And there were many others, and some that I didn’t even get around to trying.  Already looking forward to next year!

Scratch Bakery Revisited

When I first wrote about Scratch Bakery in Durham shortly after its opening, I mentioned the great food, but I didn’t love everything I tried (see previous post).  After going back this weekend, I have changed my mind.  The place is awesome, the food is fantastic, and we are lucky to have this place so close.  If I could, I would go there every day.  It was bustling this weekend – there wasn’t a seat to be found – and Phoebe and co. had seemingly unplugged all the stoppers: there was a dazzling array of goodies to choose from.  Buttermilk sausage biscuits, Spanish potato-onion quesadilla, walnut coffee cake muffins, ricotta-date-candied orange crostadas, ricotta-lemon-honey mousse tarts, and on and on.  These, of course, in addition to some of the usual favorites: doughnut muffins, chocolate sea-salt tarts, and a huge selection of cakes and pies.

Restraint when ordering was exceedingly difficult.  The sausage biscuit ($3) was excellent, and my wife’s  “SOS” (a giant piece of toasted rustic bread covered with creamy collards, bacon, and a poached egg, $7.50) was even better.  A hot chocolate was creamy, foamy, and exquisite.  I took home a couple of half-priced day-old goodies: a sweet-potato/bacon crostada (which was surprisingly bland) and a nice walnut coffee cake muffin.  And we couldn’t resist a chocolate sea-salt tart to go either.  One bite took me back to a small craft fair in Raleigh probably five years ago, when Scratch was selling out of coolers under a small tent.  I had the same treat then, and experienced the same reaction: near perfect, and I just want more!

Scratch Bakery (Durham, NC)

Phoebe Lawless is the baker behind Scratch, a Durham start-up that is garnering widespread attention (see recent mention and recipe in Bon Appetit magazine).  And deservedly so, as she creates some amazing pies, pastries, and treats.  Last week, Lawless opened her highly anticipated retail location on a quiet, leafy side street in downtown Durham.  It’s an immensely charming space, with a clean, modern feel.  The glass store-front, high ceilings, and exposed brick walls give an airy, casual ambience. The tables are heavily lacquered turquoise wood, the floor is a nice smooth tile, and the remaining walls are brightly colored without being overbearing.  A smattering of outdoor tables lends a nice European café feel and makes you want to linger.

Back inside, a glass-fronted counter showcases all manner of tempting creations, with little chalkboard signs describing the offerings and their prices.  A recent visit confounded with choices like local lamb & rice empanada, pesto & farmers cheese stromboli, zucchini crostata, some kind of bruschetta involving a giant wedge of cheese, and, of course, donut muffins – dense, cake-like muffins rolled in immense quantities of sugar.  But that was not all.  As we sat eating, more goodies arrived, notably slices of pizza, with topping like guanciale/garlic scape/asiago or new potato/broccoli/ricotta.  Further down the counter, a glass case featured more of the sweeter creations, such as a crumb cake, a blueberry pie, and some cheesecake squares, among others.  Still further down the counter, another glass case featured some vegetable side dishes and cold salad items, such that you could really put together a nice lunch.  Without exception, everything looked beautifully crafted and delicious.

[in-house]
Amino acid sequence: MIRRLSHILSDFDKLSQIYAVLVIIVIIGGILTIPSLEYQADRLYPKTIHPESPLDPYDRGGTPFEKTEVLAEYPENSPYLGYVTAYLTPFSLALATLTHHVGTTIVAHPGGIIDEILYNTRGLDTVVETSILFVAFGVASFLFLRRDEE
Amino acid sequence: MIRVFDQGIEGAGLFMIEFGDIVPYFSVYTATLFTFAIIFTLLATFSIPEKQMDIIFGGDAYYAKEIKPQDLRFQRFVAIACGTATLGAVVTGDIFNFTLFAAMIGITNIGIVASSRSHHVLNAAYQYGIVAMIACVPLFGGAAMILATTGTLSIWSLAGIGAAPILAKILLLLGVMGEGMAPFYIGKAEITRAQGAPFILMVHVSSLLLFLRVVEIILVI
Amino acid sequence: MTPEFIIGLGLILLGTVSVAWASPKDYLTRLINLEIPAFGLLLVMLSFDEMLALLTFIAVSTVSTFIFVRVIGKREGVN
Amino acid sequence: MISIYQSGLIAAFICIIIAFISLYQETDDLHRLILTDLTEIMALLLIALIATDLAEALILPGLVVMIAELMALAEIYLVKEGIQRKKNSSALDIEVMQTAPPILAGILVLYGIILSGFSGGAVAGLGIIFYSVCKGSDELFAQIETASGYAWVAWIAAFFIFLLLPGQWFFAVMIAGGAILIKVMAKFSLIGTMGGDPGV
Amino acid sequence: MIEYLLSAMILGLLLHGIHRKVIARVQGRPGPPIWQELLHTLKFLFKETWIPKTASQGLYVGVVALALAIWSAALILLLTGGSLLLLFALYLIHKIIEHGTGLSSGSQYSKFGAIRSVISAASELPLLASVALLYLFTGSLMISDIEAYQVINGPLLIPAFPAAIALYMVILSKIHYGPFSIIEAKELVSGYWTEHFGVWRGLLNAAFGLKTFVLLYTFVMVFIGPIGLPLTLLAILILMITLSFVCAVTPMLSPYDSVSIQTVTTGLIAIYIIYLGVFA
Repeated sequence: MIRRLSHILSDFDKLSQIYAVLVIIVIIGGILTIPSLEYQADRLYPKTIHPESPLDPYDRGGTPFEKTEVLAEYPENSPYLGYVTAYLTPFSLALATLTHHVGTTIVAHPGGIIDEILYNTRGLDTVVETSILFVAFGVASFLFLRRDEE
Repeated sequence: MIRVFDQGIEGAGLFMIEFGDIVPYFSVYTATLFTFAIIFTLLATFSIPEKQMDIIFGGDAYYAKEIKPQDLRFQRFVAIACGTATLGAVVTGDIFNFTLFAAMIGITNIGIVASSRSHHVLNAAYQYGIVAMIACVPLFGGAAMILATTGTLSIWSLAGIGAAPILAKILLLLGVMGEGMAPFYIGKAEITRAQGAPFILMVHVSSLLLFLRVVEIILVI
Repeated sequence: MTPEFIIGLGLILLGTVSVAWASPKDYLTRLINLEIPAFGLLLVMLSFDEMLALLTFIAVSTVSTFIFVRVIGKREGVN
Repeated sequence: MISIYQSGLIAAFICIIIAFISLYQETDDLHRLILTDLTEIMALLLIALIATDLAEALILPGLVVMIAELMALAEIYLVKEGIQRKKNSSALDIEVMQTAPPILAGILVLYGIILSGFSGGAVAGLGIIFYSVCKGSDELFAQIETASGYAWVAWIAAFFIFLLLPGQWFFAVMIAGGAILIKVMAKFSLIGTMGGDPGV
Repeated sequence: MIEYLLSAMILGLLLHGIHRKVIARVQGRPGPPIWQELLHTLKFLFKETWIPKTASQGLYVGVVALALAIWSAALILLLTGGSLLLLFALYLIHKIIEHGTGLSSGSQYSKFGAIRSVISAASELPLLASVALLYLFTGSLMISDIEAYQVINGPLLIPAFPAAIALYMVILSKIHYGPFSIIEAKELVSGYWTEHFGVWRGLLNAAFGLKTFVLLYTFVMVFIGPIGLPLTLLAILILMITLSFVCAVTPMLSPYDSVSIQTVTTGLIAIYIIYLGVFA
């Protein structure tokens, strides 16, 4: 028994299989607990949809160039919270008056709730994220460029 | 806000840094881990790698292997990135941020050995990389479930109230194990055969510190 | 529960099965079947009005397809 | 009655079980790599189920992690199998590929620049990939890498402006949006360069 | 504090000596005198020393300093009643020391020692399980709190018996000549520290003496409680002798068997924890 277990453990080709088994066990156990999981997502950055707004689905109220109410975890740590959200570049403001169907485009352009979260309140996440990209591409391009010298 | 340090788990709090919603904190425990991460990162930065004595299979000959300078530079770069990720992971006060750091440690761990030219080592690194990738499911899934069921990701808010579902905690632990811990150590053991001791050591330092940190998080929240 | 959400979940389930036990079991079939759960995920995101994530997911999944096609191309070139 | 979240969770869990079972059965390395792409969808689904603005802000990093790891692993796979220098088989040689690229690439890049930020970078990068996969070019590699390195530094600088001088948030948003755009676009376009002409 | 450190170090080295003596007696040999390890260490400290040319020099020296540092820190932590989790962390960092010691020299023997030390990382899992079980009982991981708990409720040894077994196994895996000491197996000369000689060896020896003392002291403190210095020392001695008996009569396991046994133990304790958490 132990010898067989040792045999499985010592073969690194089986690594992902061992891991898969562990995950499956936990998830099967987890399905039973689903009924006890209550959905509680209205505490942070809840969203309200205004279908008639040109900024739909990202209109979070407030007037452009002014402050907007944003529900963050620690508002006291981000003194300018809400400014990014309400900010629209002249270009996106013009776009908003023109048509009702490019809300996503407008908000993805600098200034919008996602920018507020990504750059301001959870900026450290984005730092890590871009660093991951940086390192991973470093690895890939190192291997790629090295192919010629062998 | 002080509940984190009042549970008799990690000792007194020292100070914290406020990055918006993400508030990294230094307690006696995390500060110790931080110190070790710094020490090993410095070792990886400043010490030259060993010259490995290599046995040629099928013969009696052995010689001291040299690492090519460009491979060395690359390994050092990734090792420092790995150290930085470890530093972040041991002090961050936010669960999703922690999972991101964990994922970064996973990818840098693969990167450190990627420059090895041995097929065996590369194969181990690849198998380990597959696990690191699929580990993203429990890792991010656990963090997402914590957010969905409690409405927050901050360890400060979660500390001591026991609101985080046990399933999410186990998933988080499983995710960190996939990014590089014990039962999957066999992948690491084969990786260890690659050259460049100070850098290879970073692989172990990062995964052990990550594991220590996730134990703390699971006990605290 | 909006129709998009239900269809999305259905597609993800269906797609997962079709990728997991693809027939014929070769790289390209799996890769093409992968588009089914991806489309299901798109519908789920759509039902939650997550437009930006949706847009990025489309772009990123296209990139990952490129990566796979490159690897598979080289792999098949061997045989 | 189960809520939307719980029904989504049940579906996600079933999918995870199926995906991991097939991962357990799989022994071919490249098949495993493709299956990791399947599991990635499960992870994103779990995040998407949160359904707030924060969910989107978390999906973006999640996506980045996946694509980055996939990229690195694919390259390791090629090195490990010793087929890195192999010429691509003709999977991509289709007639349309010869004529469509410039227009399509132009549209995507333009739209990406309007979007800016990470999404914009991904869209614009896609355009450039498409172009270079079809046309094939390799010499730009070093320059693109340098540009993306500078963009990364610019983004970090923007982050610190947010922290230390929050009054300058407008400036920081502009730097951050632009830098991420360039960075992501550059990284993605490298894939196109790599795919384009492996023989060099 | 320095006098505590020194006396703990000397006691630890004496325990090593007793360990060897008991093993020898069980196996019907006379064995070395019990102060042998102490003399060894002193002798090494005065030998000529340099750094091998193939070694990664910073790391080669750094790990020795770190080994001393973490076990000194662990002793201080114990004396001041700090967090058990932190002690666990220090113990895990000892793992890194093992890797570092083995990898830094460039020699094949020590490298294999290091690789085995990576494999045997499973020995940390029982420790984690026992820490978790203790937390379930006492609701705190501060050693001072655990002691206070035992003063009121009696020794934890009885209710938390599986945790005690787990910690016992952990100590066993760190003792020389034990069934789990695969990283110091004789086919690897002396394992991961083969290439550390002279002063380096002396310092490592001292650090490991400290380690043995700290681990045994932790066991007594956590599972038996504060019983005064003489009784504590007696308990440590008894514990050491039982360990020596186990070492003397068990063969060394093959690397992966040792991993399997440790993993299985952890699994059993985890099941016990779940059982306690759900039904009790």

Where Scratch really excels, I think, is with the execution of its crusts and crostatas.  But it’s not just the extraordinary crusts, it’s the fillings too.  The zucchini/sautéed onion/cheese crostata we tried was fabulous.  In the past, I’ve had a butternut squash/chorizo empanada and a dark chocolate/sea salt pie that were among the best pastries I’ve ever eaten.  By constrast, the pesto stromboli was definitely yummy, but I found the dough to be too soft and fluffy-pillow like, and I felt there was not enough of the filling.  A simple sticky bun was nicely nuanced but a touch dry.  And the lemon shaker pie I tried, while beautifully executed, was difficult to eat.  I felt it needed a bit more sugar to counter the dominating taste of the lemon slices.

In the end, Scratch is a terrific addition to the Triangle dining scene.  It’s the kind of place you’d expect to find in a much bigger city.  The bakery fosters a wonderful link to the area’s farmers by featuring local organic ingredients almost exclusively.  To be sure, the top-notch ingredients and excellent craftsmanship are reflected in the bakery’s prices – at $4 for slice of pizza, $5 for a small crostata or slice of pie, or $6 for a (fairly large) empanada, you can run up a big bill quickly.  But the quality of the food is well worth it.  When we were there the place was packed, and I hope it stays that way.

P.S. Scratch also sells at the Durham farmer’s market on Saturdays and, for the truly converted, (all it takes is one bite), through her pie-a-week subscription plan.  Check out their website (under construction) at: